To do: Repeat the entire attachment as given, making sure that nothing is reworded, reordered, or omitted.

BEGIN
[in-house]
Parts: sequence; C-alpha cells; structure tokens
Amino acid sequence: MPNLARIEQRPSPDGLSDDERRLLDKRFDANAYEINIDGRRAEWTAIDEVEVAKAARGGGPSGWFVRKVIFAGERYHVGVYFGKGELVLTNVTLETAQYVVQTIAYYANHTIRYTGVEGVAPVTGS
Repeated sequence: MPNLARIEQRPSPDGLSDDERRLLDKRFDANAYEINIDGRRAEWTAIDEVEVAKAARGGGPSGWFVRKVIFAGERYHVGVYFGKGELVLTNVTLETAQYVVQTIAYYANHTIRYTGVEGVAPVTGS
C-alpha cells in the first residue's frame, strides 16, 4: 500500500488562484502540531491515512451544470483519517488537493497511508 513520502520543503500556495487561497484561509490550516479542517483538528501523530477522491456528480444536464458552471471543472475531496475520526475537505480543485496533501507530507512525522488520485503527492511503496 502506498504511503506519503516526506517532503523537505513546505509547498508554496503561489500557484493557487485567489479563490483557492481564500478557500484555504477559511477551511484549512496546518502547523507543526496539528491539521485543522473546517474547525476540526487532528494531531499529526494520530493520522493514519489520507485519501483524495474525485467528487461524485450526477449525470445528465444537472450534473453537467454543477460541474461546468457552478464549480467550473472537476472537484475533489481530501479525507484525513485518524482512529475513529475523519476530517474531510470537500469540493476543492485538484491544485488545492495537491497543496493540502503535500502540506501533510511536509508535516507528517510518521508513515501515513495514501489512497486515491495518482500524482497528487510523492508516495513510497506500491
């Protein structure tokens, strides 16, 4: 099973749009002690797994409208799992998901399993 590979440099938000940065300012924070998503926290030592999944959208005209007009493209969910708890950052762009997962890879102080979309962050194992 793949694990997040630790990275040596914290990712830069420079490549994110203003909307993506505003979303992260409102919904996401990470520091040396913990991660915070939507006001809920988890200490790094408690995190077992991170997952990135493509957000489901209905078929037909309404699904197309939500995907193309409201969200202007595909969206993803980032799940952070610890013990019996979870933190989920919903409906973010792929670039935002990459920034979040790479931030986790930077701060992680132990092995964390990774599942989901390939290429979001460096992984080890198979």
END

[in-house]
Parts: sequence; C-alpha cells; structure tokens
Amino acid sequence: MPNLARIEQRPSPDGLSDDERRLLDKRFDANAYEINIDGRRAEWTAIDEVEVAKAARGGGPSGWFVRKVIFAGERYHVGVYFGKGELVLTNVTLETAQYVVQTIAYYANHTIRYTGVEGVAPVTGS
Repeated sequence: MPNLARIEQRPSPDGLSDDERRLLDKRFDANAYEINIDGRRAEWTAIDEVEVAKAARGGGPSGWFVRKVIFAGERYHVGVYFGKGELVLTNVTLETAQYVVQTIAYYANHTIRYTGVEGVAPVTGS
C-alpha cells in the first residue's frame, strides 16, 4: 500500500488562484502540531491515512451544470483519517488537493497511508 513520502520543503500556495487561497484561509490550516479542517483538528501523530477522491456528480444536464458552471471543472475531496475520526475537505480543485496533501507530507512525522488520485503527492511503496 502506498504511503506519503516526506517532503523537505513546505509547498508554496503561489500557484493557487485567489479563490483557492481564500478557500484555504477559511477551511484549512496546518502547523507543526496539528491539521485543522473546517474547525476540526487532528494531531499529526494520530493520522493514519489520507485519501483524495474525485467528487461524485450526477449525470445528465444537472450534473453537467454543477460541474461546468457552478464549480467550473472537476472537484475533489481530501479525507484525513485518524482512529475513529475523519476530517474531510470537500469540493476543492485538484491544485488545492495537491497543496493540502503535500502540506501533510511536509508535516507528517510518521508513515501515513495514501489512497486515491495518482500524482497528487510523492508516495513510497506500491
């Protein structure tokens, strides 16, 4: 099973749009002690797994409208799992998901399993 590979440099938000940065300012924070998503926290030592999944959208005209007009493209969910708890950052762009997962890879102080979309962050194992 793949694990997040630790990275040596914290990712830069420079490549994110203003909307993506505003979303992260409102919904996401990470520091040396913990991660915070939507006001809920988890200490790094408690995190077992991170997952990135493509957000489901209905078929037909309404699904197309939500995907193309409201969200202007595909969206993803980032799940952070610890013990019996979870933190989920919903409906973010792929670039935002990459920034979040790479931030986790930077701060992680132990092995964390990774599942989901390939290429979001460096992984080890198979």